As we arrive at the mechanics, expecting to drive away, our van is being pushed in to the workshop. What!? Several days and a good deal of stress later we get the dreaded news that part of our rebuilt transmission is buggered.

    The mechanics are baffled as to how an 11-month-old transmission could break. Our complaint to VW has been duly filed – we’ll let you know what compensation they decide to offer us….

    As ever when big things go wrong with your vehicle on a road trip you start to think the worst, get upset, make all kinds of alternative plans and generally go in to a bit of a panic. We did all of the above. Before we knew it we were sat having afternoon tea with an elderly ‘colonial’ British couple, agreeing to look after their five dogs and sprawling finca on the outskirts of Quito for five months, and I had applied for a job as a football reporter in Ecuador.

    In the cold light of day, the house-sitting plans didn’t work out – sadly we couldn’t co-ordinate our dates and the news on the transmission, bad though it was, was not as catastrophic as first feared. We could get the spare parts, sort it out and be back on the road almost within our planned schedule. So we have rented an apartment in Quito and set about enjoying life in a city we have come to really love – oh, and doing some freelance journalism to pay for the parts.

    Route planning

    Setbacks often mean a bit of a change of plan…

    At least that’s the worst part over, we are reassuring ourselves.

    The silver lining in all of this is that we realise our journey is not one straight line (and not just because we get lost a lot) or just one adventure but a whole series of different adventures and experiences and if we have to stop for a while, have to get local jobs, have to change our plans we are ready, willing and able to do it.

    After we’ve had a little panic, obviously.

    Days: 558
    Miles: 17,551
    Things we now know to be true: “To want to tackle everything rationally is irrational.” [Ilyas Kassam – writer]

    This little piggie went to market

    2 May

    Chugchilan, Ecuador
    [by Paula]

    We have become proficient enough at getting ourselves lost without any help from anyone, so we really don’t need someone telling us that when we’re going north we’re actually going sideways.

    Equator, Quitsato, Ecuador

    Jeremy reacts to seeing the equator by displaying his Ministry of Silly Walks repertoire.

    And so it was when we crossed the equator. We pulled into the ‘solar clock’ at exactly 0°, in Quitsato, Ecuador and glimpsed the much-anticipated line on the ground. We’d made it! We straddled it, star-jumped over it and did funny walks across it, because that is what you must do when you encounter that magical point between the earth’s hemispheres.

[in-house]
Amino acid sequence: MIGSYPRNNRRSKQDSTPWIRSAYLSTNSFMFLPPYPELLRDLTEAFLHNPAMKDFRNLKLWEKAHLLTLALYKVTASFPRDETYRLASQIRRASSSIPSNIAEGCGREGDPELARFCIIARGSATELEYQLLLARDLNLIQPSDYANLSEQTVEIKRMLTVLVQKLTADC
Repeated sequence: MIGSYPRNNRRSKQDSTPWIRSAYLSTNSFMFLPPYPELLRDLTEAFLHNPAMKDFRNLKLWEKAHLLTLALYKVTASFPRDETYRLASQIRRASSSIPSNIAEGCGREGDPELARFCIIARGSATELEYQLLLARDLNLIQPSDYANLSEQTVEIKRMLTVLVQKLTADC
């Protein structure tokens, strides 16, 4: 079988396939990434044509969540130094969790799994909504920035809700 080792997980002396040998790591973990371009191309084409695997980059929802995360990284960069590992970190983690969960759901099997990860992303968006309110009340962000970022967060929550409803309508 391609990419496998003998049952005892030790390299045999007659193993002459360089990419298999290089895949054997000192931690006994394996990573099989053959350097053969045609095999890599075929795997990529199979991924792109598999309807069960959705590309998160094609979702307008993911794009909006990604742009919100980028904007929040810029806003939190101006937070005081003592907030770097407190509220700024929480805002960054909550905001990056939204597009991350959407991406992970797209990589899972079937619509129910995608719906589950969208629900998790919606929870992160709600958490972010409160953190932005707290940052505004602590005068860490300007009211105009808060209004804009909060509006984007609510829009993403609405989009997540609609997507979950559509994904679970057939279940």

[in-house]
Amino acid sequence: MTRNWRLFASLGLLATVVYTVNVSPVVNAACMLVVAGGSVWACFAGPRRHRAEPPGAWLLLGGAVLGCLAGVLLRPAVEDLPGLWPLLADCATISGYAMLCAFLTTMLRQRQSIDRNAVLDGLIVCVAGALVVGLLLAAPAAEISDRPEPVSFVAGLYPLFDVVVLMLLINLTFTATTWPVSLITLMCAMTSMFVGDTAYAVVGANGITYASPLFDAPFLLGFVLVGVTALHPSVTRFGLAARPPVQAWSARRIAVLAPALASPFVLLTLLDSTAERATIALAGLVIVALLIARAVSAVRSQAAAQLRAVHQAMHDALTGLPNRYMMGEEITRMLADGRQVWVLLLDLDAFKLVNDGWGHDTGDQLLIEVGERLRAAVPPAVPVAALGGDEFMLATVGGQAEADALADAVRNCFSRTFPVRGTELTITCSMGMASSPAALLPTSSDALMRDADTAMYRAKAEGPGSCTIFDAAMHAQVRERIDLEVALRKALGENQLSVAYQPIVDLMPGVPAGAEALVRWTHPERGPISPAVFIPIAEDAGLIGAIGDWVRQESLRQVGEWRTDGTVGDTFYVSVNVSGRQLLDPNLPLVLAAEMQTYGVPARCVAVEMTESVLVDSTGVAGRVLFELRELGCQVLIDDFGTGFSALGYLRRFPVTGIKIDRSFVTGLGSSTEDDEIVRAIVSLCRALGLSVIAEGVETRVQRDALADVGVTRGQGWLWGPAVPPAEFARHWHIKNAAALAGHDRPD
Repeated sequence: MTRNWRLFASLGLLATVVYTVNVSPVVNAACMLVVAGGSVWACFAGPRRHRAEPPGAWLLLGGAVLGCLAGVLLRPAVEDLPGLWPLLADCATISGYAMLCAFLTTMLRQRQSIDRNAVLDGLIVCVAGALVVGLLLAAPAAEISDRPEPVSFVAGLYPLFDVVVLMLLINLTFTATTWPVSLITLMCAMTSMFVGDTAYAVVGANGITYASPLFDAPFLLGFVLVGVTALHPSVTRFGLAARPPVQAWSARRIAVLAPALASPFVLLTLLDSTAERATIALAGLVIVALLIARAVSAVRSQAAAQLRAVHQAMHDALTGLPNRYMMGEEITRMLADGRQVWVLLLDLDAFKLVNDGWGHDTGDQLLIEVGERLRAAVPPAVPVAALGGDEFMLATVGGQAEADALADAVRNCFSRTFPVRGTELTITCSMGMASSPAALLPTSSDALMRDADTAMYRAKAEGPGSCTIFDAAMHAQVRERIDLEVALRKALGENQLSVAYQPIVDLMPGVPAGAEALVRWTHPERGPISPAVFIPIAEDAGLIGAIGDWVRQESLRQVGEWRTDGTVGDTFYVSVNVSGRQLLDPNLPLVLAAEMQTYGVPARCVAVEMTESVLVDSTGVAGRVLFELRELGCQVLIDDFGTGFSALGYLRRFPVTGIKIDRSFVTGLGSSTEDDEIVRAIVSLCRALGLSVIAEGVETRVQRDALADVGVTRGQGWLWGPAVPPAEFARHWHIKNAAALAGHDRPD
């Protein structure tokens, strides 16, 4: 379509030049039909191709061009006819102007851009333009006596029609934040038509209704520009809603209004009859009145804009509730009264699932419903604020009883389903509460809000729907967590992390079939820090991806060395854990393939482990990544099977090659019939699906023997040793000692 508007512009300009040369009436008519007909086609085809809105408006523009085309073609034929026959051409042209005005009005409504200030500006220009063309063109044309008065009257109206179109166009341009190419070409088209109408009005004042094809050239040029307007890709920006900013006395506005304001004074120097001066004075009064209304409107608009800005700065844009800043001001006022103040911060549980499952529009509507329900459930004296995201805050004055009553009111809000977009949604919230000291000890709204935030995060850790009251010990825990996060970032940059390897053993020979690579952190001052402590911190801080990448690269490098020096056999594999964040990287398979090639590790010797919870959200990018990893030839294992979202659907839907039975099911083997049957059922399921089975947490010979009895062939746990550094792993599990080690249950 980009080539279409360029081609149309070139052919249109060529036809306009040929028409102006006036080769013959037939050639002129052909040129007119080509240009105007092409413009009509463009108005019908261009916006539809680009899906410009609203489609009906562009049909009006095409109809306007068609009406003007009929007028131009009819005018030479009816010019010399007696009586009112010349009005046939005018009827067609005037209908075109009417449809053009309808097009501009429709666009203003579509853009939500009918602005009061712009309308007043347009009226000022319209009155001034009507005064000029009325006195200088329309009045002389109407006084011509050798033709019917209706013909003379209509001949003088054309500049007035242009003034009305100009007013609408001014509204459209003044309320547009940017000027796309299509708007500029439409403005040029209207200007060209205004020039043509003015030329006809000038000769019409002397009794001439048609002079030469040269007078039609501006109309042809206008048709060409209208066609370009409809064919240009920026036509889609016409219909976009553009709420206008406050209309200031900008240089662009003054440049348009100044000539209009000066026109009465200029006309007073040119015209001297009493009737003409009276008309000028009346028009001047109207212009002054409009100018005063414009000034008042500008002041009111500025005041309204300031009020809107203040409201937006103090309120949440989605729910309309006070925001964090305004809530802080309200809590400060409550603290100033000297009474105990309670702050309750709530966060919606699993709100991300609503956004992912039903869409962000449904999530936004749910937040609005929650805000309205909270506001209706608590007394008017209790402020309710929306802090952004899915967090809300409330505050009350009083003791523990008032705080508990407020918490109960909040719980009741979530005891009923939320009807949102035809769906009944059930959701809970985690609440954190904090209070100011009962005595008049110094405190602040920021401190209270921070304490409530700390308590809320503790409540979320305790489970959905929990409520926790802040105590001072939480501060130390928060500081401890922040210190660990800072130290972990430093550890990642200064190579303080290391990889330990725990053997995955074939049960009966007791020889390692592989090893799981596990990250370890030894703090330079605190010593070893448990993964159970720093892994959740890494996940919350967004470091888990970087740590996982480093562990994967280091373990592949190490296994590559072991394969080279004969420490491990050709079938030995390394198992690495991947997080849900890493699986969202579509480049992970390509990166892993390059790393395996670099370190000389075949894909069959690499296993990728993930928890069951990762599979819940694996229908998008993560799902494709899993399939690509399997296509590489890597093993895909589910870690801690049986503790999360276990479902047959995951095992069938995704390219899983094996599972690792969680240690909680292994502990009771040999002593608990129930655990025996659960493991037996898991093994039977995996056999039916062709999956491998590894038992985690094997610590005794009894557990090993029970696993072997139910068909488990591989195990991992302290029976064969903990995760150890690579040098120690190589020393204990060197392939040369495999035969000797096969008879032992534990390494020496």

We were so happy. But by the time we’d finished listening to the guide’s explanation about the solstices, the position of the sun, and the spinny-spinny earth thing that my dad used to demonstrate with apples and oranges, our world had been turned upside down. Or sideways, by about 23°.

    I know we should have known this. Science is not our strong point – we prefer words. We decided to move on from the shock news that north is not up, the news that all our lives we have been lied to, and focus on looking for somewhere to camp.

    Camping near Quitsato

    Miguel’s super-enthusiastic uncle insisted on a farewell photocall. Quitsato, Ecuador.

    The Quitsato guide, Miguel, saw we’d arrived in a campervan and asked where we were staying that night. “No idea,” we said. He said his family had some land we could camp in, just a few minutes drive away. Brilliant! We got settled in and spent much of the afternoon and evening talking to various sections of Miguel’s massive extended family, including a particularly enthusiastic uncle who questioned us for hours on every subject imagineable, and giving our Spanish skills a bit of a workout.

    They wanted to know what we thought of Ecuador. We were able to report that our first week had been all good. We hadn’t eaten roasted guinea pig yet, but it was on the list. That day we had tried one of the area’s specialities, bizcocho, a sweet melty flaky pastry served with a cup of hot chocolate and a finger of stringy mozzarella-style cheese. I asked the family why they served cheese with hot chocolate. They just looked at me and burst out laughing, as if I was the weird one.

    We’d spent the first week in the country in Otavalo, a delightful mountain town with famous animal and crafts markets, and surrounded by volcanoes and lakes.
    We settled into a beautiful campsite with volcano views from every angle. When the skies were clear we could see the shining snow-capped peak of Volcan Cayambe from our door.

    Volcan Cayambe from Otavalo

    Volcan Cayambe from our van door, Otavalo.

    On market day we had a rare spree at the craft market – some winter-wear for the van, including an alpaca wool blanket and two woolly hats to brighten up the headrests.